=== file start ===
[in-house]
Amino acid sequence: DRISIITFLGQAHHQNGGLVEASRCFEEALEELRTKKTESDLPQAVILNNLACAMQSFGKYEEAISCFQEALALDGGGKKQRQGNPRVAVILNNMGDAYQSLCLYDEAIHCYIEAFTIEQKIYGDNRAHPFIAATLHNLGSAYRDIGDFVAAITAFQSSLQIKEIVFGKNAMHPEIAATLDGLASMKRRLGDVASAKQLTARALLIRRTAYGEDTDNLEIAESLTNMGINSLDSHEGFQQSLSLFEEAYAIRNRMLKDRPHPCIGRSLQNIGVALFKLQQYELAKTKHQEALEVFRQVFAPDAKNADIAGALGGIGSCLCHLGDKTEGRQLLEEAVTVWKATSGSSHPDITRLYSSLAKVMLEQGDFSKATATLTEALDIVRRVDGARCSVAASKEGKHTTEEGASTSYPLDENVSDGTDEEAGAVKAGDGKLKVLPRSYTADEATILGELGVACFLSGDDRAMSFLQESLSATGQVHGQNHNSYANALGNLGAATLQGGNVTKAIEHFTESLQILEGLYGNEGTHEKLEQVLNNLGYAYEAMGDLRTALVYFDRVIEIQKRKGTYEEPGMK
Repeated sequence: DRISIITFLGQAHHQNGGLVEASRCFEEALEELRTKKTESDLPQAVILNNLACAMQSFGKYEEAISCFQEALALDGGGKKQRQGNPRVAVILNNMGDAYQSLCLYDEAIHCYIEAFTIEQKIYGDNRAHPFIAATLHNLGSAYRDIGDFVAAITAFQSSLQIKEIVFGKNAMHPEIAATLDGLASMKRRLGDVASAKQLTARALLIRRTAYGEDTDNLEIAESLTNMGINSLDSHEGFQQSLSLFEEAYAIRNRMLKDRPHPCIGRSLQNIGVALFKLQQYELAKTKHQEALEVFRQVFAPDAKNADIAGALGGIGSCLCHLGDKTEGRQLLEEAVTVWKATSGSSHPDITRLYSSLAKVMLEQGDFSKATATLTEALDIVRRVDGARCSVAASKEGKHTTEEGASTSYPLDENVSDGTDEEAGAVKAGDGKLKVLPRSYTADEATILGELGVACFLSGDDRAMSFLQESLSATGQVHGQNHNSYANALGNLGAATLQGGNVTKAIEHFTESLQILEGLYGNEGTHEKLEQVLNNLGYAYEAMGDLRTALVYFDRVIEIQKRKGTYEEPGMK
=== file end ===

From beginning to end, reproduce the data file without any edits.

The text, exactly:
[in-house]
Amino acid sequence: DRISIITFLGQAHHQNGGLVEASRCFEEALEELRTKKTESDLPQAVILNNLACAMQSFGKYEEAISCFQEALALDGGGKKQRQGNPRVAVILNNMGDAYQSLCLYDEAIHCYIEAFTIEQKIYGDNRAHPFIAATLHNLGSAYRDIGDFVAAITAFQSSLQIKEIVFGKNAMHPEIAATLDGLASMKRRLGDVASAKQLTARALLIRRTAYGEDTDNLEIAESLTNMGINSLDSHEGFQQSLSLFEEAYAIRNRMLKDRPHPCIGRSLQNIGVALFKLQQYELAKTKHQEALEVFRQVFAPDAKNADIAGALGGIGSCLCHLGDKTEGRQLLEEAVTVWKATSGSSHPDITRLYSSLAKVMLEQGDFSKATATLTEALDIVRRVDGARCSVAASKEGKHTTEEGASTSYPLDENVSDGTDEEAGAVKAGDGKLKVLPRSYTADEATILGELGVACFLSGDDRAMSFLQESLSATGQVHGQNHNSYANALGNLGAATLQGGNVTKAIEHFTESLQILEGLYGNEGTHEKLEQVLNNLGYAYEAMGDLRTALVYFDRVIEIQKRKGTYEEPGMK
Repeated sequence: DRISIITFLGQAHHQNGGLVEASRCFEEALEELRTKKTESDLPQAVILNNLACAMQSFGKYEEAISCFQEALALDGGGKKQRQGNPRVAVILNNMGDAYQSLCLYDEAIHCYIEAFTIEQKIYGDNRAHPFIAATLHNLGSAYRDIGDFVAAITAFQSSLQIKEIVFGKNAMHPEIAATLDGLASMKRRLGDVASAKQLTARALLIRRTAYGEDTDNLEIAESLTNMGINSLDSHEGFQQSLSLFEEAYAIRNRMLKDRPHPCIGRSLQNIGVALFKLQQYELAKTKHQEALEVFRQVFAPDAKNADIAGALGGIGSCLCHLGDKTEGRQLLEEAVTVWKATSGSSHPDITRLYSSLAKVMLEQGDFSKATATLTEALDIVRRVDGARCSVAASKEGKHTTEEGASTSYPLDENVSDGTDEEAGAVKAGDGKLKVLPRSYTADEATILGELGVACFLSGDDRAMSFLQESLSATGQVHGQNHNSYANALGNLGAATLQGGNVTKAIEHFTESLQILEGLYGNEGTHEKLEQVLNNLGYAYEAMGDLRTALVYFDRVIEIQKRKGTYEEPGMK